Home News Community 2018 Remembered: Emergency services on the scene tackling huge fire in the...

2018 Remembered: Emergency services on the scene tackling huge fire in the Slieve Blooms

This July, fire waged on in the Midlands as the Slieve Blooms went ablaze for three days.

The fire first broke out on July 4, as emergency services rushed to the scene. 

Road closures were put in place as people were urged not to travel to view Slieve Bloom fire before it finished on July 6.

However the fire reignited in the Slieve Blooms a day later and deer, hens and frogs at were risk as the fire left habitats destroyed.

A video highlighting the lasting damage from the Slieve Bloom mountain fire can be seen here


Emergency services are currently attempting to put out a massive forest fire in the Slieve Bloom mountains – with smoke from the blaze visible for miles in all directions.

The fire was reported on Wednesday afternoon between Kinnity and Cadamstown with Offaly Fire Services responding to the incident.

It’s understood a number of fire crews have attended the fire but it has since spread 0 with helicopters brought in to assist with bringing the fire under control by attempting to extinguish it from the air.

The flames are visible from as far away as Ballyroan with numerous people taking to social media to show the extent of the smoke.

Motorists and householders in the area are advised to be careful due to smoke inhalation and visibility issues.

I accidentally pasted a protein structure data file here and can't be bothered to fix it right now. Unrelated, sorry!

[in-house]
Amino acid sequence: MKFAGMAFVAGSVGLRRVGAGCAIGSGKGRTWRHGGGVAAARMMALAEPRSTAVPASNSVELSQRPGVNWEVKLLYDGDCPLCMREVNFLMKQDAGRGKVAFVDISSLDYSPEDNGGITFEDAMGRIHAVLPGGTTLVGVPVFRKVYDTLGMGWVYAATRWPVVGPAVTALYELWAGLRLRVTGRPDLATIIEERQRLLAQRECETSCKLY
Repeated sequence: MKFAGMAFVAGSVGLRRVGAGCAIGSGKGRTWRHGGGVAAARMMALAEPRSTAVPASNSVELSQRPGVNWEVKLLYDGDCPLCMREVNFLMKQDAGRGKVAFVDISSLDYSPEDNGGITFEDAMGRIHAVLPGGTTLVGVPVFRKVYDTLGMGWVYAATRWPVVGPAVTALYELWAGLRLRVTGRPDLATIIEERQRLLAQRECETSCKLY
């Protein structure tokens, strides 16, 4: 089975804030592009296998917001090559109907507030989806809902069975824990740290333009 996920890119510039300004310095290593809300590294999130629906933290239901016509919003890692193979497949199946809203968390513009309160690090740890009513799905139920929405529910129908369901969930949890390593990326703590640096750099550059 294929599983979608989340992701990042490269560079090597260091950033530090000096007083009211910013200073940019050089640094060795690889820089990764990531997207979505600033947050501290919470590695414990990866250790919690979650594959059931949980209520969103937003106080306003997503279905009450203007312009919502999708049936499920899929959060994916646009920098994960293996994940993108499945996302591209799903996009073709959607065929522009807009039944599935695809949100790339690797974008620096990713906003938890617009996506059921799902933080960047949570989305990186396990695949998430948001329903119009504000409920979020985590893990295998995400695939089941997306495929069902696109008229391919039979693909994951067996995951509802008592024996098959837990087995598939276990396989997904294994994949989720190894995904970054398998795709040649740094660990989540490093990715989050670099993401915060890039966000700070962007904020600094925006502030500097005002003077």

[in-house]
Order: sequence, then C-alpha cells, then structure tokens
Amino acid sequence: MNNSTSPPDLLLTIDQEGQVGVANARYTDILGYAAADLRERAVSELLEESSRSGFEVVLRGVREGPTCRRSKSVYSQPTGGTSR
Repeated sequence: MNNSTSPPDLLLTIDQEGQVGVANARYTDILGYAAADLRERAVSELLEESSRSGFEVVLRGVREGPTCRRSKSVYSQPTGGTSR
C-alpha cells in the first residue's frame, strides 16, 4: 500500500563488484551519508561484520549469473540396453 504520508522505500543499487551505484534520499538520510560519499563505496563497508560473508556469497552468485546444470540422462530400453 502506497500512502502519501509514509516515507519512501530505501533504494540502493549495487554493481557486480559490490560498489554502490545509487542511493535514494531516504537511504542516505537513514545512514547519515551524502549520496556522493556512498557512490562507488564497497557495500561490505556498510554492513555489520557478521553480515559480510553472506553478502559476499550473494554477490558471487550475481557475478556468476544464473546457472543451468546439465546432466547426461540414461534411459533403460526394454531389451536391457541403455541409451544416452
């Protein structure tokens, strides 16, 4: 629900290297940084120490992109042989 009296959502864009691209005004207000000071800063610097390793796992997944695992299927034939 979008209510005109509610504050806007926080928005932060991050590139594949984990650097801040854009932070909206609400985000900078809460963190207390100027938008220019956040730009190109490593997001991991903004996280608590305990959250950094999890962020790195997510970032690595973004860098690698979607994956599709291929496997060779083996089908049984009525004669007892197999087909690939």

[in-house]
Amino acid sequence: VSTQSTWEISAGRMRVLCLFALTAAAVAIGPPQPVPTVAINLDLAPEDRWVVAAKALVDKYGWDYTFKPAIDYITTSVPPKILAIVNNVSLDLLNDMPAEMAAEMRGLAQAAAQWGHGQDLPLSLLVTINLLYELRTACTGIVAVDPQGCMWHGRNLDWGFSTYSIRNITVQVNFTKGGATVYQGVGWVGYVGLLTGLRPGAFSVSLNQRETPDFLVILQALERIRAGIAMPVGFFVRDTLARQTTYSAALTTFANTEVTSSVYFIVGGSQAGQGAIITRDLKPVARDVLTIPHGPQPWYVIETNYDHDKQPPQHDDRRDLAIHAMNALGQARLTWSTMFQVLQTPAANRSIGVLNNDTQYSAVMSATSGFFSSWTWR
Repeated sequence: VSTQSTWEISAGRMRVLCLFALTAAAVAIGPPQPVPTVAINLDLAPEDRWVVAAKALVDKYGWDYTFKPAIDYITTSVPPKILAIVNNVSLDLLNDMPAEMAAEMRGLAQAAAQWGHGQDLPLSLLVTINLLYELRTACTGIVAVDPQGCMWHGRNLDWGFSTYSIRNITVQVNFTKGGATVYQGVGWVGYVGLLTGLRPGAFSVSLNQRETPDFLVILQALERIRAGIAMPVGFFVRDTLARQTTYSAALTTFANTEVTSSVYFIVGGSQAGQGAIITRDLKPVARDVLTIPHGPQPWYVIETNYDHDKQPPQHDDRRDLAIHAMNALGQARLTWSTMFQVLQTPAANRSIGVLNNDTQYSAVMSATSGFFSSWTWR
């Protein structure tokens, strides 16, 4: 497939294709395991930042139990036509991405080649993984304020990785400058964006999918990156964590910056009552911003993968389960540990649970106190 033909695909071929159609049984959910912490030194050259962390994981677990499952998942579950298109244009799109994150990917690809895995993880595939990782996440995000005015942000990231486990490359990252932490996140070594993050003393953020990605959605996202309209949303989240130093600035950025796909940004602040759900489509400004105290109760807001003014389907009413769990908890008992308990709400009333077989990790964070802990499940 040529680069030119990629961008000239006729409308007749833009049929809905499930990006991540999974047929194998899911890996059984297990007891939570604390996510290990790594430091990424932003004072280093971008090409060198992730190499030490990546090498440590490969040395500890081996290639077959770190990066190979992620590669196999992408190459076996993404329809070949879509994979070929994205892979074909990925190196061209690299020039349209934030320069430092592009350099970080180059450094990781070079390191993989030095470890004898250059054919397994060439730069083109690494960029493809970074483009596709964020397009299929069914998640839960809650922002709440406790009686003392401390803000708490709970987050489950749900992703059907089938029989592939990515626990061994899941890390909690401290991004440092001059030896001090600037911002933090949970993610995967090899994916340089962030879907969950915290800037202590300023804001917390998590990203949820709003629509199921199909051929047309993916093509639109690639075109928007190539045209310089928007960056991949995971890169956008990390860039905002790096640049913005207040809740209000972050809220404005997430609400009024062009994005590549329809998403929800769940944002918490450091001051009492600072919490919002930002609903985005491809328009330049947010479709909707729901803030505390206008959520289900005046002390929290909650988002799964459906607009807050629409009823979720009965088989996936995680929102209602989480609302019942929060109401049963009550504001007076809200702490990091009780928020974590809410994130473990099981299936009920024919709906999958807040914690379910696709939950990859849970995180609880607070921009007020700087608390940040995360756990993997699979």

The dramatic photo used at the top of this piece was taken by local resident Gary Seery.

“Coillte are on site also and we are currently concentrating on limiting the spread of the fire along the natural boundaries of the forestry,” posted Offaly Fire and Rescue on Facebook. “The fire is currently being extinguished using a helicopter and a bambi bucket. This extinguishs the fire and stops any further spread.”

Last week the Departure of Agriculture issued a fire warning due to the high temparatures.

A fire warning has been issued by the Government as temperatures soar to 30C and above.

The Department warned people about about the dangers of blazes which could arise in vegetated areas as a result of the heat.

In a statement, the department said: “Under extreme Fire Risk Conditions any ignition may give rise to rapid and unpredictable wildfire development and spread, particularly in dead grasses, and low moisture shrub fuels like gorse and heather.

“Upland fires can be expected to cover extensive areas and pose extreme difficulties to suppression efforts and may potentially give rise to Major Emergency scenarios.”

The type of warning is extremely rare in Ireland, which rarely sees temperatures upwards of 25C.

Previous article2018 Remembered – Ross King, Camross, social media and a county final incident never to be forgotten
Next article2018 Remembered – Laois’s Hottest Men: The Top 10!!